Audit Says Louisiana State Board of Medical Examiners Wasted Taxpayer Money

Members of the Louisiana State Board of Medical Examiners spent more taxpayer money than legally allowed on hotels and meals last year, according to a new audit from the state’s Legislative Auditor.

Board members must license, regulate, and discipline physicians and allied health professionals throughout Louisiana, when state law requires.

But, as the audit went to say, board members could not follow the very guidelines state officials impose on them. Specifically, LSBME board members could not keep their spending in line with the Louisiana Travel Guide (PPM 49) and the state’s Controlled Billed Account (CBA) policy.

Out-of-town board members, advisory committee members, and a contracted employee used state money at New Orleans hotels last year, according to the audit.

“Thirty-eight of the 64 hotel room charges exceeded the allowable rates by $1,975, in total, without the required justification. PPM 49 establishes maximum rates for hotel rooms,” auditors wrote.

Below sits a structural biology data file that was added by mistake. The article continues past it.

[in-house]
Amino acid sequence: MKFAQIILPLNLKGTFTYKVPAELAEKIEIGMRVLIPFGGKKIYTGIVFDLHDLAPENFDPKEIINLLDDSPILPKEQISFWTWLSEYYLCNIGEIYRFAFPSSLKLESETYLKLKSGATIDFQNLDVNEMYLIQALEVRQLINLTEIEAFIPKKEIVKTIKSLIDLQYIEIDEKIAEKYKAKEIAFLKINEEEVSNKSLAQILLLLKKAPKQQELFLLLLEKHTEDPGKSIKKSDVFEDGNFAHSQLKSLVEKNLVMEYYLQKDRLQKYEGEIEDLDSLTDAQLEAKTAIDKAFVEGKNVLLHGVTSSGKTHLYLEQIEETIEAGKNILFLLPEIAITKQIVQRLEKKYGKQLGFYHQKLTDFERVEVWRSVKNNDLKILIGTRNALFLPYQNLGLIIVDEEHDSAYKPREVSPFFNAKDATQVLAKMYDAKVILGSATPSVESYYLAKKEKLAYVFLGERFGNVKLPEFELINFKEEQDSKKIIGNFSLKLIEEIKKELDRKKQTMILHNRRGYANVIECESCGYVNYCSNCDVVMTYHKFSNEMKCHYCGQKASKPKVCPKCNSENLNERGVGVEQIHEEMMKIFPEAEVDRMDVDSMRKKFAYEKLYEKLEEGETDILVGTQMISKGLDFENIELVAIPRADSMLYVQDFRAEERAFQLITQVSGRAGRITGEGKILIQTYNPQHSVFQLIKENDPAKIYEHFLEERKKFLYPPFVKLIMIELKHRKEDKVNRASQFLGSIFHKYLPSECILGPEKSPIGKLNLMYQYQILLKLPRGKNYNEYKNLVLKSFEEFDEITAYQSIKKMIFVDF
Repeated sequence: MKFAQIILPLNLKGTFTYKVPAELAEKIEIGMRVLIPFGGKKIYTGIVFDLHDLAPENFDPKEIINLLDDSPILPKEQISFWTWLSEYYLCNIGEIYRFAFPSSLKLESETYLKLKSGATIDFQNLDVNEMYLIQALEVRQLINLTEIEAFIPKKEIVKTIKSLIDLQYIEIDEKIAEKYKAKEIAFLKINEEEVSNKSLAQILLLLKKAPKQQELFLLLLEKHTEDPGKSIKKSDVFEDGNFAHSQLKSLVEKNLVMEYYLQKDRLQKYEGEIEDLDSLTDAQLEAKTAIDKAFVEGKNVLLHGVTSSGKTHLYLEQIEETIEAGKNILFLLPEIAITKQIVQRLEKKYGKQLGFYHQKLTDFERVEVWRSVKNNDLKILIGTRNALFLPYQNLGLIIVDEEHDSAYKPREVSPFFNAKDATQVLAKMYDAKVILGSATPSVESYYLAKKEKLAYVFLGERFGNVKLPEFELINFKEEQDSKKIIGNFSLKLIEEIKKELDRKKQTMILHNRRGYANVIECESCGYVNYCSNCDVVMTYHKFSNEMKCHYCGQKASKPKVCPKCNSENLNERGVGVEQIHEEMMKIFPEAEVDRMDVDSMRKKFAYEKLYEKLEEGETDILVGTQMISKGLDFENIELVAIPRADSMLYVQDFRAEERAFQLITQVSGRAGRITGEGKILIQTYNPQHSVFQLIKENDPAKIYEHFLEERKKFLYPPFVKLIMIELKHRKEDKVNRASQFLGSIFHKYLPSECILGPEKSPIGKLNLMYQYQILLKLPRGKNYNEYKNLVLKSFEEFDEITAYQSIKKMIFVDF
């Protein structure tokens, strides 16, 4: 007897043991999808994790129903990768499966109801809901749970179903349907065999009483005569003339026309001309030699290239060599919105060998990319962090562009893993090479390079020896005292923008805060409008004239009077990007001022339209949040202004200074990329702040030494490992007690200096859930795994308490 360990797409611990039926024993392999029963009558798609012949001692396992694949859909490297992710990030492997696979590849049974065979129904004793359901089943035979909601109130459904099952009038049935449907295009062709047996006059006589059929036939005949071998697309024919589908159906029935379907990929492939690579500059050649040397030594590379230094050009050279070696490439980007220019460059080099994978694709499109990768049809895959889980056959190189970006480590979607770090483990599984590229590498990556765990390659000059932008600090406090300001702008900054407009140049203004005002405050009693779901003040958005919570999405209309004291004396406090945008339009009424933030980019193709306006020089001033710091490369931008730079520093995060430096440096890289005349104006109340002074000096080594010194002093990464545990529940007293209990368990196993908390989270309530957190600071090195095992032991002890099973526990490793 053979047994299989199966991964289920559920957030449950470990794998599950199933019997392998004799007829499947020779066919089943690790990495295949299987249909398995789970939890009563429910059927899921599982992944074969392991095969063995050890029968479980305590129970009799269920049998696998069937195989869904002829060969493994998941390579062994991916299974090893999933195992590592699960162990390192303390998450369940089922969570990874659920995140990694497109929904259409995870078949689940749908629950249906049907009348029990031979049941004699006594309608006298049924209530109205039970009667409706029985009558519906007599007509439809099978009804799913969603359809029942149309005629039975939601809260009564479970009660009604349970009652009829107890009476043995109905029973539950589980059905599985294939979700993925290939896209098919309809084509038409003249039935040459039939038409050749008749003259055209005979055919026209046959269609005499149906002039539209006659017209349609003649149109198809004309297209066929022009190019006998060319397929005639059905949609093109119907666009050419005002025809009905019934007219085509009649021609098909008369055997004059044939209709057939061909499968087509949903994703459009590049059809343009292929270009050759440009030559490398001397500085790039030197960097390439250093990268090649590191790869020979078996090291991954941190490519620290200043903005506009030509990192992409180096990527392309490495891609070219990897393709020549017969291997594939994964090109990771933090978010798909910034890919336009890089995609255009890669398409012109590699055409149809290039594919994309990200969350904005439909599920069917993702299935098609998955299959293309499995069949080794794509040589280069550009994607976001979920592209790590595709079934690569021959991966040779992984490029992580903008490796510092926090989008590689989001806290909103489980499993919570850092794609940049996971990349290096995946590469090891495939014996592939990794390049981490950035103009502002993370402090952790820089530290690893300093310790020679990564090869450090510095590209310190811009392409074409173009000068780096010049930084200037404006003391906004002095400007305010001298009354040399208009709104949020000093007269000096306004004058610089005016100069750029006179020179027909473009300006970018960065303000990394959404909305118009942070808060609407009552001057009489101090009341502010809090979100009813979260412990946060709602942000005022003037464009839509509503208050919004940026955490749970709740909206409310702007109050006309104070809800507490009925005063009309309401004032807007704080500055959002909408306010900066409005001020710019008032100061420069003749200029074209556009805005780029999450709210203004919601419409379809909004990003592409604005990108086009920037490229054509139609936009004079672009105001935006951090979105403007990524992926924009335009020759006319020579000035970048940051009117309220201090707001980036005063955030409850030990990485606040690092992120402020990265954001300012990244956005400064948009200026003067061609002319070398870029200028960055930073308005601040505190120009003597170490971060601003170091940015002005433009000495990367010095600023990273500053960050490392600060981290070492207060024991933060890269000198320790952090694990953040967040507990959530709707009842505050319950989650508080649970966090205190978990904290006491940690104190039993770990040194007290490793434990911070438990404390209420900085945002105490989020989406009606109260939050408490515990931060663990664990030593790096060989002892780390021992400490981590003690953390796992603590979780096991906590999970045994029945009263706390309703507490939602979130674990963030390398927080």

“When the allowable hotel room rates must be exceeded, PPM 49 requires justification to be maintained evidencing that attempts were made with other hotels in the area for the best rate. The Board’s preference is to use the same two hotels for consistency and convenience based on these hotels’ proximity to the Board’s office.”

LSBME members also charged more than $521 on meals in excess of established guidelines, according to auditors.

“When the Board’s preferred hotels’ rates are not within the allowable rates set by PPM 49, the Board should search other hotels for the best available rate in the area,” auditors wrote.


New Orleans-based hotels charged the state $13,754 to accommodate LSBME members last year, according to the audit.

In a written response attached to the audit, LSBME Director of Operations Denise Businelle said hotel officials issued credits when they charged above state rates.

“These credits were issued one to two months after the initial charges,” Businelle wrote.

“The CBA countholders will continue to review hotel charges and work with the hotels to assure the Board is not exceeding the rates allowed in PPM49.”

According to the LSBME’s website, the Board is composed of 10 voting members — or nine physicians and one consumer member. The governor of Louisiana appoints board members for four-year terms, subject to State Senate confirmation.



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